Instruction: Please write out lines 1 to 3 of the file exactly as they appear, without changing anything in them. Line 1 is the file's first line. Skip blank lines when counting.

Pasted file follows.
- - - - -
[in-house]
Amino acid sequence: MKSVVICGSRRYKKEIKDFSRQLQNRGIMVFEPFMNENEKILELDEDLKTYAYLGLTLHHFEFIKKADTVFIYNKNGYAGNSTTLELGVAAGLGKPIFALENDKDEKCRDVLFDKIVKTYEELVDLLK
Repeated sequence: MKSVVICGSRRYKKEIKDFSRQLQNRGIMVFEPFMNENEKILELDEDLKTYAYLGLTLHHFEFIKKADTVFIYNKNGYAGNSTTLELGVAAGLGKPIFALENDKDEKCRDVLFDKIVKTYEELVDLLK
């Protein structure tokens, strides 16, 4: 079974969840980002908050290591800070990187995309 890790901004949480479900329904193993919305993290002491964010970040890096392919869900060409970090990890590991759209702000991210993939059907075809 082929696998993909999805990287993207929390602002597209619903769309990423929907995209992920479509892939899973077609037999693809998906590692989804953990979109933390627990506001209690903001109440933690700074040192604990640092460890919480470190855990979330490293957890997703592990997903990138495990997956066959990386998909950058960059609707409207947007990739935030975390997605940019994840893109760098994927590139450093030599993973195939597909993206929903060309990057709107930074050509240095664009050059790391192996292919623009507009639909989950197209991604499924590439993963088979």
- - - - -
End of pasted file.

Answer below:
[in-house]
Amino acid sequence: MKSVVICGSRRYKKEIKDFSRQLQNRGIMVFEPFMNENEKILELDEDLKTYAYLGLTLHHFEFIKKADTVFIYNKNGYAGNSTTLELGVAAGLGKPIFALENDKDEKCRDVLFDKIVKTYEELVDLLK
Repeated sequence: MKSVVICGSRRYKKEIKDFSRQLQNRGIMVFEPFMNENEKILELDEDLKTYAYLGLTLHHFEFIKKADTVFIYNKNGYAGNSTTLELGVAAGLGKPIFALENDKDEKCRDVLFDKIVKTYEELVDLLK